Another G1000 Training Session in the CAP C-182T Nav III

This is a regular blog post. You can find show mores and links to show audio in the other posts.

I’m back in the Civil Air Patrol Cessna 182T Nav III completing the transition training. I went up with Capt Tim Kramer for 2.8 hours and flew from Oakland County International (KPTK) to Lansing (KLAN) (ILS 28L), then to Saginaw (KMBS) (RNAV 23 from MOGRE), then to Flint (KFNT) (VOR 18) before returning to KPTK (LOC B/C 27L).

We got a good 0.9 in actual IMC with about half of that in genuine inside-the-eggshell conditions and a little rain on the windshield. Maybe 20 minutes was in my favorite conditions, namely poking in and out of the tops just above an overcast layer. A little ragged down below and not as well-defined as I like up top, but really cool nevertheless. And we benefitted from that inasmuch as there wasn’t a lot of convection to beat us up.

The next flight will be the instrument failure and partial-panel stuff. The interesting thing is that, given the backup systems on the airplane, the worst failure of the core avionics still leaves me with as much, if not more, instrumentation than I’d have in a regular round-gage C-172. Yeah, the instruments are in different places (you have to look down at the center of the dash to see the backup attitude indicator, altimeter, and airspeed indicator) and your scan is a little different, but it’s still reasonably intuitive.

At the end of the next flight or during one additional flight, I need to get up and knock out any of the required 25 landings that I haven’t done yet (and I need that – I’ve been having issues with my sight picture for the flare and flaring a little high) and do the stalls, steep turns, engine-outs, and other airwork that I’ve not done yet in the airplane.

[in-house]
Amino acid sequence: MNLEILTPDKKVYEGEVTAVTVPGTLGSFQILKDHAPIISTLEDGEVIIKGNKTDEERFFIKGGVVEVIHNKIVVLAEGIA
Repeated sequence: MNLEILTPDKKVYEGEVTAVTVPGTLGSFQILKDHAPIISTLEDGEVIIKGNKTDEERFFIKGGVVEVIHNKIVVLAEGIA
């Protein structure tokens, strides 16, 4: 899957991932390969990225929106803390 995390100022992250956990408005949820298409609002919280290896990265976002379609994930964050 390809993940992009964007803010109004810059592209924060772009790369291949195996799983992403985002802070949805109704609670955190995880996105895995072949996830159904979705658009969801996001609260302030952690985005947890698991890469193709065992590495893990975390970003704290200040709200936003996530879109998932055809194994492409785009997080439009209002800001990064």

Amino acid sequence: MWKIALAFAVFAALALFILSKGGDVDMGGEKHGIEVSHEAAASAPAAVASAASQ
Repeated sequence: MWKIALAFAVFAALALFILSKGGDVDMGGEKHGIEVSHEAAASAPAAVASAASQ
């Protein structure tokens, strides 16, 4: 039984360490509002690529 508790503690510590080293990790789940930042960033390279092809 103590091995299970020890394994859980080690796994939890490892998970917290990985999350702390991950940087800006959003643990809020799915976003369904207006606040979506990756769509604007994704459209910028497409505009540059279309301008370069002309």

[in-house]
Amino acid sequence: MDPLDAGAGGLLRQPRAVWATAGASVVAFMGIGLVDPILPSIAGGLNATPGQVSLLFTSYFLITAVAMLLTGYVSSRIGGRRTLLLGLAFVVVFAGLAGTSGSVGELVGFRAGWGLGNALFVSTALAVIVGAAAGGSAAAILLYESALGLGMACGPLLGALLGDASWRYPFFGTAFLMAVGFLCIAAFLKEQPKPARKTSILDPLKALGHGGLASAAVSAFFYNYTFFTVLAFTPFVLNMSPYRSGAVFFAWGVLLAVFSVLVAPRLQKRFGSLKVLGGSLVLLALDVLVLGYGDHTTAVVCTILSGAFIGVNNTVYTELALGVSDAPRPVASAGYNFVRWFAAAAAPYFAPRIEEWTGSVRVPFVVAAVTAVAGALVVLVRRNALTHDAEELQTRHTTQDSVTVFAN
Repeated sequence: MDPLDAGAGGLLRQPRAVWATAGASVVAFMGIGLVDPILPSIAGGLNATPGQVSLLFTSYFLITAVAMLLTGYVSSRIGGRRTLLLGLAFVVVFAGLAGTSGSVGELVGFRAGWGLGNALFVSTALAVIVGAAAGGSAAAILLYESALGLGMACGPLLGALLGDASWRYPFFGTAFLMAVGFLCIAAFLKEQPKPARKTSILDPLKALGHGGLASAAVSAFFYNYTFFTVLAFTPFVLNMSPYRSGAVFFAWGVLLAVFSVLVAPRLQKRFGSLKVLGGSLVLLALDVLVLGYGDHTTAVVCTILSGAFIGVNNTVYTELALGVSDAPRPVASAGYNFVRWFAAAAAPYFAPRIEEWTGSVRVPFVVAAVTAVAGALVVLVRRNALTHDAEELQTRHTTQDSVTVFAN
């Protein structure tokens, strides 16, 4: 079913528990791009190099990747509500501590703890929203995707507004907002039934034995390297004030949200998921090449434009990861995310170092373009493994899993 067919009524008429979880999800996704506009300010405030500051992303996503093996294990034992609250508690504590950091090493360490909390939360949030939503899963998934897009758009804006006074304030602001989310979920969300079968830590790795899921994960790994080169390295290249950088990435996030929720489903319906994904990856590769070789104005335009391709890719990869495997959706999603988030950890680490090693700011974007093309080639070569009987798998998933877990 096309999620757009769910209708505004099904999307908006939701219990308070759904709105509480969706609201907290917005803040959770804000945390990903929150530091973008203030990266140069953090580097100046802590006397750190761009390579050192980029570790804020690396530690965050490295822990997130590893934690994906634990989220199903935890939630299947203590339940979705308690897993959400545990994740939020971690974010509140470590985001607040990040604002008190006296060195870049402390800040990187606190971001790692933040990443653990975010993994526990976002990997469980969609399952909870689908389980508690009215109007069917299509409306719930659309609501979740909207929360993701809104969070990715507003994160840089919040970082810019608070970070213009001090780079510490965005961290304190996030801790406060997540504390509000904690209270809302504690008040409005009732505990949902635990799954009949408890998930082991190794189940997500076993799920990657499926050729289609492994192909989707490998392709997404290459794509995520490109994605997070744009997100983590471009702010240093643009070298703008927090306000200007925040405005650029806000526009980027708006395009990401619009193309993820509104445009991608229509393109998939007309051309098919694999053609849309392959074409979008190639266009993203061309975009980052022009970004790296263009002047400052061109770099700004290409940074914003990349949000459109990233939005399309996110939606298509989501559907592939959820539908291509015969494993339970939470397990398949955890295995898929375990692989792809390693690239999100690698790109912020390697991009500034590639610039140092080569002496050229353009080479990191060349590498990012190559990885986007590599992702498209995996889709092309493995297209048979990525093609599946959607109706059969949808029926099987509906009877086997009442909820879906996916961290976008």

At that point, Tim gets out of the airplane and Maj Alex Craig gets in to administer my Form 5 ride, which will, if I pass it, qualify me to fly the C-182T for CAP as a mission transport pilot and to fly the airplane for currency.

This is such a wonderful and capable aircraft! And, as a CAP pilot, I fly it for $36/hour dry and instruction is free. You’re going to get tired of me harping about this but, if you’re a pilot or other aviation enthusiast and you’re not a CAP member, what are you waiting for? I guess I’ll keep on harping until the ranks of CAP roughly equal those of certificated pilots in the US.

The next flight is scheduled for Wednesday and then I’m off to Indianapolis for the Indy Air Show! Can’t wait!

About Steve Tupper

Stephen Force is the superhero alter ego of mild-mannered tech and aviation lawyer, commercial pilot (glider, with private privileges in ASEL, ASES, AMEL, IA, and DC-3 (SIC) type-rated), and Civil Air Patrol lieutenant colonel Steve Tupper. Steve writes, records, and brings you the inside story about everything that really matters in aviation. He's flown with the USAF Thunderbirds, he's and airshow performer and air boss, and he's one of only five pilots ever to earn a FAST card in the glider category. Follow Steve's ongoing quest to do all that is cool in aviation at or on Twitter as @StephenForce.

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